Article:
The first thing to learn something new is to try to do it yourself. This is especially true for UX and Design, as prototyping and Usability testing of the app or software is an integral part of the process.
Well in the case of Virtual Reality this may not be true. In current time the perception of Virtual Reality Technology is that it will be a very expensive machine setup with bulky high configuration hardware and tons of code to write to make it work.
This was true when the question was asked around 3–4 years back. However, today VR tech has evolved to make the hardware headset light and portable. The evolution of software and framework has reached a stage wherein you can create a VR experience by drag and drop with zero programming language.
So the first thing should be to buy a VR cardboard headset available for less than $5 and experience some of the VR apps. You’ll realize that many of the traditional UI and UX principles are broken. You can refer to the 10 Heuristics principles by NN group. Unless you know the medium you won’t be able to design for it.
Also, check out some interesting webVR apps on A-Frame — Make WebVR These do not require to install any app on your phone but to open the link in your browser. So with webVR, you’ll be able to experience VR right on your smartphone.
Next is to explore some really interesting articles available online The User Experience of Virtual Reality is an amazing collection of videos from industry experts explaining their learning from VR experiments. Please refer to Design for Virtual Reality — VR
Some of the unique Design Principles of Virtual reality are as follows
Since the user will be teleported to a totally new world while being shut from the real physical world, we need to make sure their transition is smooth and comfortable. Information overload either in form of too many UI panels or some cluttered room can cause confusion for the user and they will get overwhelmed. The first thing that they’ll do will be start looking around. I have experienced users just stuck to one view and looking up and down but not side ways until asked to. So a good designed UI will always make user feel comfortable and guide on the next steps.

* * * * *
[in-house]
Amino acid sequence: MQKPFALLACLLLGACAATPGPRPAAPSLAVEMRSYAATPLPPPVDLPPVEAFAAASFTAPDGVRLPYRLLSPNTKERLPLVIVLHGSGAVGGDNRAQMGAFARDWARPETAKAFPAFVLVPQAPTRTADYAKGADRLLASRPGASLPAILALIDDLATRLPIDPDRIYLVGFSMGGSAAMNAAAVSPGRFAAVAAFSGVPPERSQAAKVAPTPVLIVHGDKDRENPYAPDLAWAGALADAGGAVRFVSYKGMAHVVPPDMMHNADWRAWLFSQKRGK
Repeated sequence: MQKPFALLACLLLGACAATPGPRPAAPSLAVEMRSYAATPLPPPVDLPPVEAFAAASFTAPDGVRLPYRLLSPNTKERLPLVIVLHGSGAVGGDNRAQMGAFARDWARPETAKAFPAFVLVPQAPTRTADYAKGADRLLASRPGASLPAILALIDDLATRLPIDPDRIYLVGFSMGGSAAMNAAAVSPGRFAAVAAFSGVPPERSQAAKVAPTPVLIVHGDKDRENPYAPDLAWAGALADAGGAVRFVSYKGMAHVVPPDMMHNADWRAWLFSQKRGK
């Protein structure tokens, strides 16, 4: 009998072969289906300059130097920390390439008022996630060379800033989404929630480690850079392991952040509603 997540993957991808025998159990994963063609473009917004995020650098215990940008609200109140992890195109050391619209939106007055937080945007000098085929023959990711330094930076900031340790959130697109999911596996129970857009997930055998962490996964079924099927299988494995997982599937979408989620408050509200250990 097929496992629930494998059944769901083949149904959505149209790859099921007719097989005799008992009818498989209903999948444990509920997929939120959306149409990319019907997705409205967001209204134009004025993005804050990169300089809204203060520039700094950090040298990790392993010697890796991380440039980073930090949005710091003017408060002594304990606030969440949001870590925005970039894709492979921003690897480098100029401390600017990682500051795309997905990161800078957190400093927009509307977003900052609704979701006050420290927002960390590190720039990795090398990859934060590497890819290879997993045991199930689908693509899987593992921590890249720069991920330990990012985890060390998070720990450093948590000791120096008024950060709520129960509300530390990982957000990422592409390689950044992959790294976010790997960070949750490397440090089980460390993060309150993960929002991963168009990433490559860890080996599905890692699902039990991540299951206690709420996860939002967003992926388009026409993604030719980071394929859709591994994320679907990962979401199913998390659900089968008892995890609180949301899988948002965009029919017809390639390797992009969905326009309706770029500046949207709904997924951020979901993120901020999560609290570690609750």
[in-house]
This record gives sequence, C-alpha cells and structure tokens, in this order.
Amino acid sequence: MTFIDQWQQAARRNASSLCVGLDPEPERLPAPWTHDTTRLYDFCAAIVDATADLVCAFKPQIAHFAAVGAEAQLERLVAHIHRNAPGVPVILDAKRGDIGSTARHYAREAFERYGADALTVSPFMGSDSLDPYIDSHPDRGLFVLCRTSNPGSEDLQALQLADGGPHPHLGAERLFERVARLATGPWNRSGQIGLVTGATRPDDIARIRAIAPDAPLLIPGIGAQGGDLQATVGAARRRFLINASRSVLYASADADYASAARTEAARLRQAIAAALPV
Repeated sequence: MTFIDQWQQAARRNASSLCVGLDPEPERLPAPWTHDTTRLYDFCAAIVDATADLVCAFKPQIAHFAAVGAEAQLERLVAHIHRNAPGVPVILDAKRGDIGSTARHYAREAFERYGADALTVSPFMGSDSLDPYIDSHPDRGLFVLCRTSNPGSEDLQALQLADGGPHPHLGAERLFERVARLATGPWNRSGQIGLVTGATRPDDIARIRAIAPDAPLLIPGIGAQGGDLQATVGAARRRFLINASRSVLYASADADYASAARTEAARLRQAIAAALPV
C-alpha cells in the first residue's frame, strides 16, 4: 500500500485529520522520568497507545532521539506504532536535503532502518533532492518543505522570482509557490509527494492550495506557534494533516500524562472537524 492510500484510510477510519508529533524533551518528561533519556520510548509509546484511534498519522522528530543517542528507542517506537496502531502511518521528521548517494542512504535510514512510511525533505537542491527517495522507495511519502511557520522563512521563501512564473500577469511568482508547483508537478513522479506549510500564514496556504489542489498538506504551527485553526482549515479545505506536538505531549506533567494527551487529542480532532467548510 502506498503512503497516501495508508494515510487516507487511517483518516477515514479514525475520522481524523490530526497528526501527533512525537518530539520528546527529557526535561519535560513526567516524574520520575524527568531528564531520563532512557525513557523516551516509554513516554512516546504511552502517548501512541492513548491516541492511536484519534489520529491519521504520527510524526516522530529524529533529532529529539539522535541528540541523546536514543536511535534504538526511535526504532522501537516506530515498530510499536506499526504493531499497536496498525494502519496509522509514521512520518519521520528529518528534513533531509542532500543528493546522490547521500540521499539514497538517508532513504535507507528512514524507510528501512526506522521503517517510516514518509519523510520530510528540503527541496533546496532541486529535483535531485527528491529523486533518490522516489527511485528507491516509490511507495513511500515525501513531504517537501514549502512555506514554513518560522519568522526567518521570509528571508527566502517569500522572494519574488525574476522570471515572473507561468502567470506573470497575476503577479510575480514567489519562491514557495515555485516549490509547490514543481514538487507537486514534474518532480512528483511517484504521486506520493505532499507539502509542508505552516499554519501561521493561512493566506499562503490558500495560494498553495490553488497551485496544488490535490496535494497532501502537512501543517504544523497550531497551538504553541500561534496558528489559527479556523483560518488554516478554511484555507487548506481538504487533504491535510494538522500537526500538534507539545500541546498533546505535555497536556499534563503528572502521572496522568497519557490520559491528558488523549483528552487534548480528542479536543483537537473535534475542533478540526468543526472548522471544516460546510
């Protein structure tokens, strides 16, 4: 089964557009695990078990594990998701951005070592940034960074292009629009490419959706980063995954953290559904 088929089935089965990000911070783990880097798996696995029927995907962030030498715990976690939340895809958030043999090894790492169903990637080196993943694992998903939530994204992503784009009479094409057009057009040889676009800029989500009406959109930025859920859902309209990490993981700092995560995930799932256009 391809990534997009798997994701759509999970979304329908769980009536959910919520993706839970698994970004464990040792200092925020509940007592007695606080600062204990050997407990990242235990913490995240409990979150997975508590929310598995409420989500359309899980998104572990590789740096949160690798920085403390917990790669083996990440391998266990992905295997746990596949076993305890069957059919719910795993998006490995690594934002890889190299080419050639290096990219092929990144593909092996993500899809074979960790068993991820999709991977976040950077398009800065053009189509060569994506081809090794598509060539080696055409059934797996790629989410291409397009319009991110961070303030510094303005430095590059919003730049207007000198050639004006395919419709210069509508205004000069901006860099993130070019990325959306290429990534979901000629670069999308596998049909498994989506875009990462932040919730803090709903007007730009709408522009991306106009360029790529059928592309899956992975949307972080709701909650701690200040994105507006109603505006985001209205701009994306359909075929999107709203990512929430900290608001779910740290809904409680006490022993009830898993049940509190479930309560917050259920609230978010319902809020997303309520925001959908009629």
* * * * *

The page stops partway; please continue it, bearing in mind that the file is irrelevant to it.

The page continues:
Traditional Flat-screen UI had only one mode of interaction — touch or mouse. However, with VR we can interact with digital objects by moving our head, arms, finger, and body. And the hardware is capable to track our gaze and speech. So understanding of ergonomics is essential
In VR we can effectively use audio to draw users attention to different places in a 3D environment. It also allows creating a sense of immersion in the space
Designing for physical space
Traditional UI used px and pts as units whereas in VR it’s all up in front of us. So we have to consider the physical and macro units like inches, feet, meter, etc.
Take inspiration from billboards put up in the city. That’s how the UI will by lying around you in VR. Or it can be as natural as games wherein the actions and information are always tied to the object (it’s called Diagetic UI)
There are some interesting courses going on which teach end to the Design process for Virtual Reality. In terms of process is no different but there are a lot of new ways of working with the medium. For example, wireframing for VR is completely different, Storyboarding is different, a framework to validate the design is different.
To learn UI/UX Design for Virtual Reality using Oculus, Get mentorship from industry experts from Samsung, Microsoft, Cisco, IDF and start your career as a VR UX Designer, check out this course offered by Designerrs Lab on “Designing for Virtual Reality”.